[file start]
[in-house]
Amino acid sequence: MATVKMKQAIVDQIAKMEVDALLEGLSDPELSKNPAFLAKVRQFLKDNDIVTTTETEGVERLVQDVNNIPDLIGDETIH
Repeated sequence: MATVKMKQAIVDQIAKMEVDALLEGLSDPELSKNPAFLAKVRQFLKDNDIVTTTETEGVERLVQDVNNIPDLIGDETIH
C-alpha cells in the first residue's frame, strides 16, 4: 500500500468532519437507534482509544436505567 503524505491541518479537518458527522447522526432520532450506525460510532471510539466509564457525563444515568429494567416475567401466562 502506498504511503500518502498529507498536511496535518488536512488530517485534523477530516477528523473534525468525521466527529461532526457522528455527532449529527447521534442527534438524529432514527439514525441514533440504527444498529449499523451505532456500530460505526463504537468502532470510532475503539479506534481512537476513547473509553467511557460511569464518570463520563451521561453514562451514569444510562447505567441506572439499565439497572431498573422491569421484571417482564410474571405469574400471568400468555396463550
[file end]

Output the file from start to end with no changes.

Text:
[in-house]
Amino acid sequence: MATVKMKQAIVDQIAKMEVDALLEGLSDPELSKNPAFLAKVRQFLKDNDIVTTTETEGVERLVQDVNNIPDLIGDETIH
Repeated sequence: MATVKMKQAIVDQIAKMEVDALLEGLSDPELSKNPAFLAKVRQFLKDNDIVTTTETEGVERLVQDVNNIPDLIGDETIH
C-alpha cells in the first residue's frame, strides 16, 4: 500500500468532519437507534482509544436505567 503524505491541518479537518458527522447522526432520532450506525460510532471510539466509564457525563444515568429494567416475567401466562 502506498504511503500518502498529507498536511496535518488536512488530517485534523477530516477528523473534525468525521466527529461532526457522528455527532449529527447521534442527534438524529432514527439514525441514533440504527444498529449499523451505532456500530460505526463504537468502532470510532475503539479506534481512537476513547473509553467511557460511569464518570463520563451521561453514562451514569444510562447505567441506572439499565439497572431498573422491569421484571417482564410474571405469574400471568400468555396463550